A dangerous lie is circulating on social media again, planting the notion in women’s and girls’ minds that pro-life laws ban life-saving treatment for ectopic pregnancies and miscarriages.
Doctors, pro-life leaders, LifeNews.com and other publications have refuted the false claim numerous times, pointing to clear language in pro-life laws, medical facts, statements by medical professionals and providers.
But it resurfaced again this week after the U.S. Supreme Court overturned Roe v. Wade in a historic ruling and states began protecting unborn babies from abortion again.
This week, millions of impressionable women and girls heard from celebrities like Halle Berry and Meghan Markle that pro-life laws will put their lives in jeopardy and ban life-saving pregnancy care, according to The Federalist.
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“The treatment for an ectopic pregnancy is abortion,” Berry wrote in a tweet that amassed hundreds of thousands of responses. “… The treatment for a miscarriage that your body won’t release is abortion. If you can’t get those abortions, you die. You. Die.”
But they are not true, and the lie could put women’s lives at risk. Women suffering from life-threatening complications could delay seeking medical treatment because of the lie and put their lives at even greater risk.
“My heart is breaking that women are being made to feel fearful by the misinformation that’s out there,” said Dr. Christina Francis, a leading pro-life OB-GYN. “As a pro-life OB/GYN who’s practiced my entire career in hospitals that do not allow abortions, I have never been prevented from safely treating an ectopic pregnancy.”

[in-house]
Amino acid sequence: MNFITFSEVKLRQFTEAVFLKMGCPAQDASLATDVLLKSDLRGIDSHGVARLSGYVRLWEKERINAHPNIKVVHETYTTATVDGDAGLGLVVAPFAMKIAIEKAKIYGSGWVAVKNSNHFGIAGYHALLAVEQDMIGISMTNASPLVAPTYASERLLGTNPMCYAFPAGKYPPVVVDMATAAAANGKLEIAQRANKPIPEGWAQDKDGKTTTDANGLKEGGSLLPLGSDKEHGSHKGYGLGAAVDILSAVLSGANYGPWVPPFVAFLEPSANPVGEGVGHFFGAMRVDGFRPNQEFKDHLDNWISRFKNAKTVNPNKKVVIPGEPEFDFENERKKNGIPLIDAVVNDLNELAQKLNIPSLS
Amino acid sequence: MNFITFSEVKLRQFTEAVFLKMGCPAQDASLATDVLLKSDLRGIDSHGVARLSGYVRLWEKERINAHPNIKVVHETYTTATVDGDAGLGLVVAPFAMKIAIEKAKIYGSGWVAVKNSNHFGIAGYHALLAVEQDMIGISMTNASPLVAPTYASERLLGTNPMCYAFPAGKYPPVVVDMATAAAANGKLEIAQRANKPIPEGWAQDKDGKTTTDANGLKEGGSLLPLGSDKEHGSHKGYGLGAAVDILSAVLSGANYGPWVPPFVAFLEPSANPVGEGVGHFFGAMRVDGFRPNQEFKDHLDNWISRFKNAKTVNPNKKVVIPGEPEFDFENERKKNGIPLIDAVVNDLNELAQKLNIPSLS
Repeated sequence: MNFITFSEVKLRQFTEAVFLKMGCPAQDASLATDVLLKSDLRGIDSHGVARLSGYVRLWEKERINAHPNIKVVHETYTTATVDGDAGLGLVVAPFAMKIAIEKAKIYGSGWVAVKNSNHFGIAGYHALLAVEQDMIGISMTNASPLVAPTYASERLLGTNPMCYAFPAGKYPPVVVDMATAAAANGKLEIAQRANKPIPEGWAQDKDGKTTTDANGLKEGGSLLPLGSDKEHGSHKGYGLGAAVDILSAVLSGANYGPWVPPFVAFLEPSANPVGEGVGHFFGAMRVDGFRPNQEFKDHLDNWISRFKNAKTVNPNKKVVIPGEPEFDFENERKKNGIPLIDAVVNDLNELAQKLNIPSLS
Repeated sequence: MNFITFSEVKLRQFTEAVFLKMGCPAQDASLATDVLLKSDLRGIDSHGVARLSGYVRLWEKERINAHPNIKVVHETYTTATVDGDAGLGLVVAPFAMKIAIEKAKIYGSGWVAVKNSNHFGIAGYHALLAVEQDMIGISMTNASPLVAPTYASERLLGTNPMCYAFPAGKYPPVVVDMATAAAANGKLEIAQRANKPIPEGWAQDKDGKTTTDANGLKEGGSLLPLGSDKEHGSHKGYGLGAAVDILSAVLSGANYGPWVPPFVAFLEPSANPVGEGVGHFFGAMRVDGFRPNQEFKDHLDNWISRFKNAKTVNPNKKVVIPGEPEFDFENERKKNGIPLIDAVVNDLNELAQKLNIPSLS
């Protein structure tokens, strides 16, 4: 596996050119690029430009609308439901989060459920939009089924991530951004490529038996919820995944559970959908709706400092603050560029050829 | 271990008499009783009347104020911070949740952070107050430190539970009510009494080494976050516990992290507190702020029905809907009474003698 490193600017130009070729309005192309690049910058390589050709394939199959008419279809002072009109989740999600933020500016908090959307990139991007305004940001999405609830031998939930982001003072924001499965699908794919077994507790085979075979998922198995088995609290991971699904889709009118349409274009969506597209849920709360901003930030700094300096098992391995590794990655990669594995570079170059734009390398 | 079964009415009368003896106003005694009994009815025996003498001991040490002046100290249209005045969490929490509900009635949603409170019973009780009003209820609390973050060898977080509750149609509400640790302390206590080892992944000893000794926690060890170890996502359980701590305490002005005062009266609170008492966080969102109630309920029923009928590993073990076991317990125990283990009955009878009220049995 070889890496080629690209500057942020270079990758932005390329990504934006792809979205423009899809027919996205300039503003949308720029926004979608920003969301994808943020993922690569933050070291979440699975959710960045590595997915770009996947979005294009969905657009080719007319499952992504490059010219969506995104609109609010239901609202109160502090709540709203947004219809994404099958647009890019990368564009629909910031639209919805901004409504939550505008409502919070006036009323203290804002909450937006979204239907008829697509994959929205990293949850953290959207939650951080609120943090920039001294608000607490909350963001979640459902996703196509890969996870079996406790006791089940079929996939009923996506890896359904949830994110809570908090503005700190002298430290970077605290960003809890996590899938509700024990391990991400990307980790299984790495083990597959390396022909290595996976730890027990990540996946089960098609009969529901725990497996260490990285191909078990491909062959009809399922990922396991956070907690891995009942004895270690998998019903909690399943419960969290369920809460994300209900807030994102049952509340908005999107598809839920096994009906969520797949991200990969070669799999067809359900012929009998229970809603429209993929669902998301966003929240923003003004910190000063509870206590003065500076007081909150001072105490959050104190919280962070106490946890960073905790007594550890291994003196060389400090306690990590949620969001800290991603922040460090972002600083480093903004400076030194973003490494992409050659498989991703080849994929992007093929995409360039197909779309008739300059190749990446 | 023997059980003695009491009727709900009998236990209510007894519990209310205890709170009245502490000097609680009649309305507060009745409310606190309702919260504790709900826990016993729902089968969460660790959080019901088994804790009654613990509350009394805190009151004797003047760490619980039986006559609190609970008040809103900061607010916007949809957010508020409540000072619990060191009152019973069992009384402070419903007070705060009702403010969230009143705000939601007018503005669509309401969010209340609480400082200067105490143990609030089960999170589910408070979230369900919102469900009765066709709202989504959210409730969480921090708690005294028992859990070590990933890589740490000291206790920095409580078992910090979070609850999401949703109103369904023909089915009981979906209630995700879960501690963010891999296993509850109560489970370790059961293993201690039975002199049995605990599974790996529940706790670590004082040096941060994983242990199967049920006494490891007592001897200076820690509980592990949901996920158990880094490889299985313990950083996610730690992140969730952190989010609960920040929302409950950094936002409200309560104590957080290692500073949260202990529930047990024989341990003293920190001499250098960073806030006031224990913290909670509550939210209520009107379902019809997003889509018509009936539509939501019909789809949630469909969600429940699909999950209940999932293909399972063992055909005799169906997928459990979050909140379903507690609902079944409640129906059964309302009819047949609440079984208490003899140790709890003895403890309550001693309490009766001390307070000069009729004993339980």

Pro-life doctors and hospitals have and will continue to treat women suffering from miscarriages and ectopic pregnancies, too, said Francis, of the American Association of Pro-Life OB-GYNs.
She said treating ectopic pregnancies, miscarriages or other life-threatening conditions in pregnancy are not the same as elective abortions, which is what pro-life laws prohibit. Even the U.S. Food and Drug Administration states that chemical abortions, or abortion drugs, cannot treat an ectopic pregnancy, Francis continued.
“I’ve never needed to perform an elective abortion, and yet I’ve been able to take care of women with ectopic pregnancies and miscarriages throughout my career,” she said.
Treatments for miscarriages and ectopic pregnancies are not the same as abortions because the purpose is to save the mother’s life, not to kill an unborn baby. Even Planned Parenthood admits this on its website, lawyer Mary FioRito with the de Nicola Center for Ethics and Culture pointed out on Twitter this week.
Sharing an image from the abortion group’s website, FioRito wrote: “Catholic hospitals treat women with ectopic pregnancies every day. Abortion clinics don’t. Most abortion practitioners aren’t even ON/GYNs, much less surgeons. Planned Parenthood recommends women go to a local ER to be treated. Not to an abortion clinic.”
The Charlotte Lozier Institute also published a fact sheet this week that explains the facts about miscarriages, ectopic pregnancies and abortion laws.
Legally, most laws that restrict or ban abortions specifically state that treatments for miscarriages and ectopic pregnancies are not abortions, and all pro-life laws allow exceptions if the mother’s life is at risk, which includes such situations.
The truth is women’s lives matter to the pro-life movement, too. Many pro-life leaders have suffered miscarriages, ectopic pregnancies and abortions themselves, and they know the heartache of losing a child. The pro-life movement is based on the fundamental belief that every human life is valuable and deserving of human rights, and that includes every mother and every child.